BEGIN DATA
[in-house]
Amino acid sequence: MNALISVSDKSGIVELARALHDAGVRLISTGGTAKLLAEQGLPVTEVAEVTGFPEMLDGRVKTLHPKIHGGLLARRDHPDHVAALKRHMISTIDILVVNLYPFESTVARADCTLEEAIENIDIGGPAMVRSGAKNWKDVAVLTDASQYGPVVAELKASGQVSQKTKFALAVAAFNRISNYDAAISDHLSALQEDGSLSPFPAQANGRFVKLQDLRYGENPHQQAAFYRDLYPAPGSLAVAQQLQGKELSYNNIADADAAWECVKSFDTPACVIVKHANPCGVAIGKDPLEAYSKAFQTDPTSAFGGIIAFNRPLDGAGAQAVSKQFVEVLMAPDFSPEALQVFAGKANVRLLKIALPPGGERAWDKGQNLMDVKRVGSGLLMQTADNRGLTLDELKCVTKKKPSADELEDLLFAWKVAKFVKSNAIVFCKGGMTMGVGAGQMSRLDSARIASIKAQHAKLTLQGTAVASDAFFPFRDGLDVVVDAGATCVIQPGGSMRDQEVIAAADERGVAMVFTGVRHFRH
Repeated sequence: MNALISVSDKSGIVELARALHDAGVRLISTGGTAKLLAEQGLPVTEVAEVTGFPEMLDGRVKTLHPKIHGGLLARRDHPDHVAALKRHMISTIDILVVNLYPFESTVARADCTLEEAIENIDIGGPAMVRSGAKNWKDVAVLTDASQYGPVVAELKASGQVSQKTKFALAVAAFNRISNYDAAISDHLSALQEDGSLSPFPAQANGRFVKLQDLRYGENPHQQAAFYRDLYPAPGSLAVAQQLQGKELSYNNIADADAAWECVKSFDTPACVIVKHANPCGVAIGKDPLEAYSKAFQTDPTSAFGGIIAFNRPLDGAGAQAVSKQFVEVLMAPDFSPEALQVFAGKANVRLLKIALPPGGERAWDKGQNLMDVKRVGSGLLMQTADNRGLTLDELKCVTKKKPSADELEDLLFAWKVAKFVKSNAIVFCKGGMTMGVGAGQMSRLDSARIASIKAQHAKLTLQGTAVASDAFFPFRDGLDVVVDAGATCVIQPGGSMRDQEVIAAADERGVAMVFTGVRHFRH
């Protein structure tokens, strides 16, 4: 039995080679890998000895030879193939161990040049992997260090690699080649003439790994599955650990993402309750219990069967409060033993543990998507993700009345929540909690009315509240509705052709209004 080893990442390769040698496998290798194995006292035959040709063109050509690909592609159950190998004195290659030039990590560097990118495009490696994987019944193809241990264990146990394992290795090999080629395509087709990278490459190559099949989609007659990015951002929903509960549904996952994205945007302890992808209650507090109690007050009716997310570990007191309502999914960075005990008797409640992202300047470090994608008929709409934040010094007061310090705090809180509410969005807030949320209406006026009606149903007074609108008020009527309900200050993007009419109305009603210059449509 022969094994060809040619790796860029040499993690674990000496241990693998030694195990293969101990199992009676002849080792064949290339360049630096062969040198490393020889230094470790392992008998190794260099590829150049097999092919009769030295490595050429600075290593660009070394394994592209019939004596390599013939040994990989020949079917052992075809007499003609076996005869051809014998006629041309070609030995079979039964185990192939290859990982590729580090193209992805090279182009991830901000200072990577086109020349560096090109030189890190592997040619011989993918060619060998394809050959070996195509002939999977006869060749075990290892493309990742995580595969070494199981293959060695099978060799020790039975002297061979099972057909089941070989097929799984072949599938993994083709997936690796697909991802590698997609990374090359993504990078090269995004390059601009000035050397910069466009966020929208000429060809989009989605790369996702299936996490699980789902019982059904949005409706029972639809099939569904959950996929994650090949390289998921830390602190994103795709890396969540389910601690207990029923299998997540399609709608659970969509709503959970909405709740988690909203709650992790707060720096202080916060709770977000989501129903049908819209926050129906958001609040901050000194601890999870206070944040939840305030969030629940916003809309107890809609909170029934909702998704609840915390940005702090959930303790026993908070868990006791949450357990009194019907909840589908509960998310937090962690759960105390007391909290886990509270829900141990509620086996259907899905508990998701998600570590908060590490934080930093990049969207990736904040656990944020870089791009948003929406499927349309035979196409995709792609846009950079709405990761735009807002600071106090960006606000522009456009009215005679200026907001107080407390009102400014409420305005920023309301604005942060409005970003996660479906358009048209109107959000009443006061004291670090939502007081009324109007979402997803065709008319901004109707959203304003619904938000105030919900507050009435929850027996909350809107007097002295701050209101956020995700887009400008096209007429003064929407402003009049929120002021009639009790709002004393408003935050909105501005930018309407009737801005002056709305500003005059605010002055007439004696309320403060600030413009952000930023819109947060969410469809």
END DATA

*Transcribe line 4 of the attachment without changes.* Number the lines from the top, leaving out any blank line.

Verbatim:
């Protein structure tokens, strides 16, 4: 039995080679890998000895030879193939161990040049992997260090690699080649003439790994599955650990993402309750219990069967409060033993543990998507993700009345929540909690009315509240509705052709209004 080893990442390769040698496998290798194995006292035959040709063109050509690909592609159950190998004195290659030039990590560097990118495009490696994987019944193809241990264990146990394992290795090999080629395509087709990278490459190559099949989609007659990015951002929903509960549904996952994205945007302890992808209650507090109690007050009716997310570990007191309502999914960075005990008797409640992202300047470090994608008929709409934040010094007061310090705090809180509410969005807030949320209406006026009606149903007074609108008020009527309900200050993007009419109305009603210059449509 022969094994060809040619790796860029040499993690674990000496241990693998030694195990293969101990199992009676002849080792064949290339360049630096062969040198490393020889230094470790392992008998190794260099590829150049097999092919009769030295490595050429600075290593660009070394394994592209019939004596390599013939040994990989020949079917052992075809007499003609076996005869051809014998006629041309070609030995079979039964185990192939290859990982590729580090193209992805090279182009991830901000200072990577086109020349560096090109030189890190592997040619011989993918060619060998394809050959070996195509002939999977006869060749075990290892493309990742995580595969070494199981293959060695099978060799020790039975002297061979099972057909089941070989097929799984072949599938993994083709997936690796697909991802590698997609990374090359993504990078090269995004390059601009000035050397910069466009966020929208000429060809989009989605790369996702299936996490699980789902019982059904949005409706029972639809099939569904959950996929994650090949390289998921830390602190994103795709890396969540389910601690207990029923299998997540399609709608659970969509709503959970909405709740988690909203709650992790707060720096202080916060709770977000989501129903049908819209926050129906958001609040901050000194601890999870206070944040939840305030969030629940916003809309107890809609909170029934909702998704609840915390940005702090959930303790026993908070868990006791949450357990009194019907909840589908509960998310937090962690759960105390007391909290886990509270829900141990509620086996259907899905508990998701998600570590908060590490934080930093990049969207990736904040656990944020870089791009948003929406499927349309035979196409995709792609846009950079709405990761735009807002600071106090960006606000522009456009009215005679200026907001107080407390009102400014409420305005920023309301604005942060409005970003996660479906358009048209109107959000009443006061004291670090939502007081009324109007979402997803065709008319901004109707959203304003619904938000105030919900507050009435929850027996909350809107007097002295701050209101956020995700887009400008096209007429003064929407402003009049929120002021009639009790709002004393408003935050909105501005930018309407009737801005002056709305500003005059605010002055007439004696309320403060600030413009952000930023819109947060969410469809």